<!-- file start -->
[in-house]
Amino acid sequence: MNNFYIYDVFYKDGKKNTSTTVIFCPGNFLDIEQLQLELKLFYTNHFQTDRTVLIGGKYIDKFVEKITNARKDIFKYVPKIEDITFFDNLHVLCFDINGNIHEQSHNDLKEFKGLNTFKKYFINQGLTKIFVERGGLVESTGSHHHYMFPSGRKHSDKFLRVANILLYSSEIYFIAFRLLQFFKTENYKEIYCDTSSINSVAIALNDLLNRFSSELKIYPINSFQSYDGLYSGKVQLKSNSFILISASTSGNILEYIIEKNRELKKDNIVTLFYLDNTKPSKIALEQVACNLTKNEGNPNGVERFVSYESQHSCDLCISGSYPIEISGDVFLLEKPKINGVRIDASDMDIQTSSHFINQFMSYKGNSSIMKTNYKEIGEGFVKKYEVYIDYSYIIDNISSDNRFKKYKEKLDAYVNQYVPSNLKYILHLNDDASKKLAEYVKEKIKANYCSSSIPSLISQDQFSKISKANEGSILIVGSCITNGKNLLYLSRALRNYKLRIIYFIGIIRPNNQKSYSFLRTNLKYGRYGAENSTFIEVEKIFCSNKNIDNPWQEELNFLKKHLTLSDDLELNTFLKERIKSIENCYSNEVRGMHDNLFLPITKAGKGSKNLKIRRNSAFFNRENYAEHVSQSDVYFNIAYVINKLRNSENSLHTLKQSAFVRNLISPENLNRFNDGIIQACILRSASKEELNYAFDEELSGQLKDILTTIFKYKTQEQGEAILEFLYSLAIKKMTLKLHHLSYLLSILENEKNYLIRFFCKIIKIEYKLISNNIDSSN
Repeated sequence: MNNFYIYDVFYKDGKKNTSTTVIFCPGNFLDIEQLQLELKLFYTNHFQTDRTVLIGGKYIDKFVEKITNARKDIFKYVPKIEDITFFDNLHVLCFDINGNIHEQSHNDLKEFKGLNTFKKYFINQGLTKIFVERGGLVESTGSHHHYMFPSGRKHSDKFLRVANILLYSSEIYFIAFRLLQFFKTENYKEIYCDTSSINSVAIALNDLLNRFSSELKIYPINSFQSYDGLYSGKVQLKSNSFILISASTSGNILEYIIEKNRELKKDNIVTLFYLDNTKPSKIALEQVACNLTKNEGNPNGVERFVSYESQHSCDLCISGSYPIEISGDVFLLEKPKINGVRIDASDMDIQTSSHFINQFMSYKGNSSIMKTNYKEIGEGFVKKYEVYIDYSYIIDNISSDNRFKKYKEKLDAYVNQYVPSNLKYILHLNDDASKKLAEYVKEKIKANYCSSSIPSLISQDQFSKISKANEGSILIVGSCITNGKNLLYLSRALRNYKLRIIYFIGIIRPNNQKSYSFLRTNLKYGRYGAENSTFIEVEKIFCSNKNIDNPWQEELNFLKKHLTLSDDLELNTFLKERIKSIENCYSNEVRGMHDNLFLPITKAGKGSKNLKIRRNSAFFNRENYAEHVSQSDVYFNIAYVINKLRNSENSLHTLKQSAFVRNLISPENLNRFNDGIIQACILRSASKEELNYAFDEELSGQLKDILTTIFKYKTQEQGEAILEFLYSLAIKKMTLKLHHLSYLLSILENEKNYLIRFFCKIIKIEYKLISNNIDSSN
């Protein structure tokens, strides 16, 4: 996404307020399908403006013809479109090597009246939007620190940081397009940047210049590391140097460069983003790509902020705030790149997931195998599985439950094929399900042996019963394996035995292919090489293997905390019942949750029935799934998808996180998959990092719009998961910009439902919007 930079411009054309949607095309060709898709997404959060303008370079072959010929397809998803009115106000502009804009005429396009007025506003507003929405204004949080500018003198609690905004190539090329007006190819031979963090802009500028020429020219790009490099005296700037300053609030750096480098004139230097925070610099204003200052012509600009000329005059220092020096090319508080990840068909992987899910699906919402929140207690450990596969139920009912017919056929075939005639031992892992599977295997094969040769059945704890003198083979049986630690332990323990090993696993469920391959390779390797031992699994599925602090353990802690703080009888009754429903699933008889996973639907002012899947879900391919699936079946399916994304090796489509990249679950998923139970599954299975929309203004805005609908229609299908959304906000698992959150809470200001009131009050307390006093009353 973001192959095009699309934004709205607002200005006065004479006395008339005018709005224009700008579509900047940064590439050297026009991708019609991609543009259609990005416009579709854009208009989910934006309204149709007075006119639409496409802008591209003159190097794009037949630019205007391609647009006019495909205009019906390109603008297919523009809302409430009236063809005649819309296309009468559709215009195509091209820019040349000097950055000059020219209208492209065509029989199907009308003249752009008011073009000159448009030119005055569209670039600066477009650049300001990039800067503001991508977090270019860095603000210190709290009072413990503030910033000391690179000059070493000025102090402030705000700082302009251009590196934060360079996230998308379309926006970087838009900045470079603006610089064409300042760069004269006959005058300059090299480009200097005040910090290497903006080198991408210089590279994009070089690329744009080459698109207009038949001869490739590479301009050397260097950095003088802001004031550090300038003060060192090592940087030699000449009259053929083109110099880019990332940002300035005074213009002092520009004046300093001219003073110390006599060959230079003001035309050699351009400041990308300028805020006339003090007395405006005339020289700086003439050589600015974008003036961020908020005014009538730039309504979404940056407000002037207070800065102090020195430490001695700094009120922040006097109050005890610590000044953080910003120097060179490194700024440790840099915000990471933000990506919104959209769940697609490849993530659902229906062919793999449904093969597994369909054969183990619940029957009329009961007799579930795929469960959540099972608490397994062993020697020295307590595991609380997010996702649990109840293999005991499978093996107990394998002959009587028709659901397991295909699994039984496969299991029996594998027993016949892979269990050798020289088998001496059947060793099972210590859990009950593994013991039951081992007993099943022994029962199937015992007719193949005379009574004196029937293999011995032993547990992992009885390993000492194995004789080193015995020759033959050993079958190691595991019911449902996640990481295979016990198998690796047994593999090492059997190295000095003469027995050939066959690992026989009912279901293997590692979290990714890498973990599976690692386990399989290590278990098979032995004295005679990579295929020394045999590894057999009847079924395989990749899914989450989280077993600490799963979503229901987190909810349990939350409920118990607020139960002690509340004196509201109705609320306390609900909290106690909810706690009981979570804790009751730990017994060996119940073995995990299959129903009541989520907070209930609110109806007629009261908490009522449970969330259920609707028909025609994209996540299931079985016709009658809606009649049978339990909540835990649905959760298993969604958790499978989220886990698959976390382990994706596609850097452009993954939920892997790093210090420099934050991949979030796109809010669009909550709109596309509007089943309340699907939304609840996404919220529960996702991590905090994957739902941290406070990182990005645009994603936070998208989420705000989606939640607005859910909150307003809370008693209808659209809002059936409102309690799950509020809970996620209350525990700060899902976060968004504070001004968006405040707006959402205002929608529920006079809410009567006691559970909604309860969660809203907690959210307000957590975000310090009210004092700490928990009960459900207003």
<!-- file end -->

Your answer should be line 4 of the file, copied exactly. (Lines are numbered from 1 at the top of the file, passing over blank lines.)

């Protein structure tokens, strides 16, 4: 996404307020399908403006013809479109090597009246939007620190940081397009940047210049590391140097460069983003790509902020705030790149997931195998599985439950094929399900042996019963394996035995292919090489293997905390019942949750029935799934998808996180998959990092719009998961910009439902919007 930079411009054309949607095309060709898709997404959060303008370079072959010929397809998803009115106000502009804009005429396009007025506003507003929405204004949080500018003198609690905004190539090329007006190819031979963090802009500028020429020219790009490099005296700037300053609030750096480098004139230097925070610099204003200052012509600009000329005059220092020096090319508080990840068909992987899910699906919402929140207690450990596969139920009912017919056929075939005639031992892992599977295997094969040769059945704890003198083979049986630690332990323990090993696993469920391959390779390797031992699994599925602090353990802690703080009888009754429903699933008889996973639907002012899947879900391919699936079946399916994304090796489509990249679950998923139970599954299975929309203004805005609908229609299908959304906000698992959150809470200001009131009050307390006093009353 973001192959095009699309934004709205607002200005006065004479006395008339005018709005224009700008579509900047940064590439050297026009991708019609991609543009259609990005416009579709854009208009989910934006309204149709007075006119639409496409802008591209003159190097794009037949630019205007391609647009006019495909205009019906390109603008297919523009809302409430009236063809005649819309296309009468559709215009195509091209820019040349000097950055000059020219209208492209065509029989199907009308003249752009008011073009000159448009030119005055569209670039600066477009650049300001990039800067503001991508977090270019860095603000210190709290009072413990503030910033000391690179000059070493000025102090402030705000700082302009251009590196934060360079996230998308379309926006970087838009900045470079603006610089064409300042760069004269006959005058300059090299480009200097005040910090290497903006080198991408210089590279994009070089690329744009080459698109207009038949001869490739590479301009050397260097950095003088802001004031550090300038003060060192090592940087030699000449009259053929083109110099880019990332940002300035005074213009002092520009004046300093001219003073110390006599060959230079003001035309050699351009400041990308300028805020006339003090007395405006005339020289700086003439050589600015974008003036961020908020005014009538730039309504979404940056407000002037207070800065102090020195430490001695700094009120922040006097109050005890610590000044953080910003120097060179490194700024440790840099915000990471933000990506919104959209769940697609490849993530659902229906062919793999449904093969597994369909054969183990619940029957009329009961007799579930795929469960959540099972608490397994062993020697020295307590595991609380997010996702649990109840293999005991499978093996107990394998002959009587028709659901397991295909699994039984496969299991029996594998027993016949892979269990050798020289088998001496059947060793099972210590859990009950593994013991039951081992007993099943022994029962199937015992007719193949005379009574004196029937293999011995032993547990992992009885390993000492194995004789080193015995020759033959050993079958190691595991019911449902996640990481295979016990198998690796047994593999090492059997190295000095003469027995050939066959690992026989009912279901293997590692979290990714890498973990599976690692386990399989290590278990098979032995004295005679990579295929020394045999590894057999009847079924395989990749899914989450989280077993600490799963979503229901987190909810349990939350409920118990607020139960002690509340004196509201109705609320306390609900909290106690909810706690009981979570804790009751730990017994060996119940073995995990299959129903009541989520907070209930609110109806007629009261908490009522449970969330259920609707028909025609994209996540299931079985016709009658809606009649049978339990909540835990649905959760298993969604958790499978989220886990698959976390382990994706596609850097452009993954939920892997790093210090420099934050991949979030796109809010669009909550709109596309509007089943309340699907939304609840996404919220529960996702991590905090994957739902941290406070990182990005645009994603936070998208989420705000989606939640607005859910909150307003809370008693209808659209809002059936409102309690799950509020809970996620209350525990700060899902976060968004504070001004968006405040707006959402205002929608529920006079809410009567006691559970909604309860969660809203907690959210307000957590975000310090009210004092700490928990009960459900207003």